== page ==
It’s happened three times in the last three months. A high-profile and hugely-successful man comes forward to admit to dalliances outside his marriage. The first was legendary basketball coach Rick Pitino, followed in short order this week by both Senator John Ensign and talk-show host David Letterman. Their inspiration in each case? Being shaken down for big bucks.
Pitino’s confession came long after the fact, after the FBI allegedly investigated a woman who had threatened to go public with their affair. Letterman’s extortionist was asking for $2 million while Ensign’s sought $8.5 million. In both cases, each man went public, Letterman after testifying in front of a grand jury.
While these confessions generally came after police investigations and South Carolina Governor Mark Sanford admitted his dalliance after being caught in a lie, perhaps there’s a possibility that public people could start becoming somewhat more candid about their extramarital affairs, eventually trickling down to how the common person deals with such situations. In Sanford’s case, the public outrage wasn’t so much over his affair as it was over his lie and use of public funds to carry on the affair. So coming clean has to be easier than lying about hiking the Appalachian trail.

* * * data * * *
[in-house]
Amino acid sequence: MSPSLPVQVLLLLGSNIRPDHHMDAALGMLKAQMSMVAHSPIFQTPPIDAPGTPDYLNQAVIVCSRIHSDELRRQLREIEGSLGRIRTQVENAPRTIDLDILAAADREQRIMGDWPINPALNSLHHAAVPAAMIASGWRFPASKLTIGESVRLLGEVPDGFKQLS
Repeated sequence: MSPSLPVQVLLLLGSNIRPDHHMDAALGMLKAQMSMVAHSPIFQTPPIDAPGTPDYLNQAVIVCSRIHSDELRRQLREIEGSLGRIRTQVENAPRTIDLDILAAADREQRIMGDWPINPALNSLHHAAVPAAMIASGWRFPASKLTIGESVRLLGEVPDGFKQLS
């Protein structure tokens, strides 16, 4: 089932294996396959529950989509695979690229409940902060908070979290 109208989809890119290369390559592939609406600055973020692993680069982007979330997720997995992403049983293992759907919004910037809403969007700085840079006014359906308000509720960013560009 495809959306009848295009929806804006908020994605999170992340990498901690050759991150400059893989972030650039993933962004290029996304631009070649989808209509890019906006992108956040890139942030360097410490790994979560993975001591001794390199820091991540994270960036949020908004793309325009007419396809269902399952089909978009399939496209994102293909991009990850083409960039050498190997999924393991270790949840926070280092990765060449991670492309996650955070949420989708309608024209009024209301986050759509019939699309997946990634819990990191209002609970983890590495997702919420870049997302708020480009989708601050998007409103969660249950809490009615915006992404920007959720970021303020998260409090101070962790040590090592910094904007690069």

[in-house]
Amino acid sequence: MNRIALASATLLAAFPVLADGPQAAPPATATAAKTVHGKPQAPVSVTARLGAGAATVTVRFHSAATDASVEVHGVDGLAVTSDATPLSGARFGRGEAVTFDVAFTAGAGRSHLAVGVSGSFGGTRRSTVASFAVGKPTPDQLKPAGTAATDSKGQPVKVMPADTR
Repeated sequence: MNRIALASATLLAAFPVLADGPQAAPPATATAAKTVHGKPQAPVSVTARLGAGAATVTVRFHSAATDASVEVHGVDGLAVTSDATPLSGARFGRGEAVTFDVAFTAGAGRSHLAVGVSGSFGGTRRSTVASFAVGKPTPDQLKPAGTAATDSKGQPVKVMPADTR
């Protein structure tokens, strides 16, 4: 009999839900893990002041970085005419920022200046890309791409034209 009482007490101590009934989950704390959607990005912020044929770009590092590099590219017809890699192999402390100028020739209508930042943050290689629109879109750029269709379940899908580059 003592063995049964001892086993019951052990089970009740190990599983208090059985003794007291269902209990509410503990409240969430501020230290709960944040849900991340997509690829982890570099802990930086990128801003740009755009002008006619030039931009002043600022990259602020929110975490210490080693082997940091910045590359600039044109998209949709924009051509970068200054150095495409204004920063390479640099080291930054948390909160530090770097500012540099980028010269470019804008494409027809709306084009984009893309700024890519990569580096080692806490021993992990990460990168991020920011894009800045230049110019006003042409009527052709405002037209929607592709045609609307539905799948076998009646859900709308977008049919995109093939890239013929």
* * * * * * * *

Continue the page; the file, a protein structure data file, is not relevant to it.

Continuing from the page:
Granted, some political affairs end in tragedy, mostly because those involved refuse to come clean. But the past few years have seen an unheard of level of candor about affairs. Shortly before leaving office and without much prodding, French President Jacques Chirac admitted his affairs. And in an unheralded move in the United States, years after President Clinton's big lie, former presidential candidate Rudy Giuliani discussed secret service protection for the president’s mistress. These are the kinds of discussions we’re simply not used to having and we’re seeing more and more of them entirely because of the greed of others. No one’s saying we’re all suddenly about to come clean about infidelity, but it sure is easier than writing a check.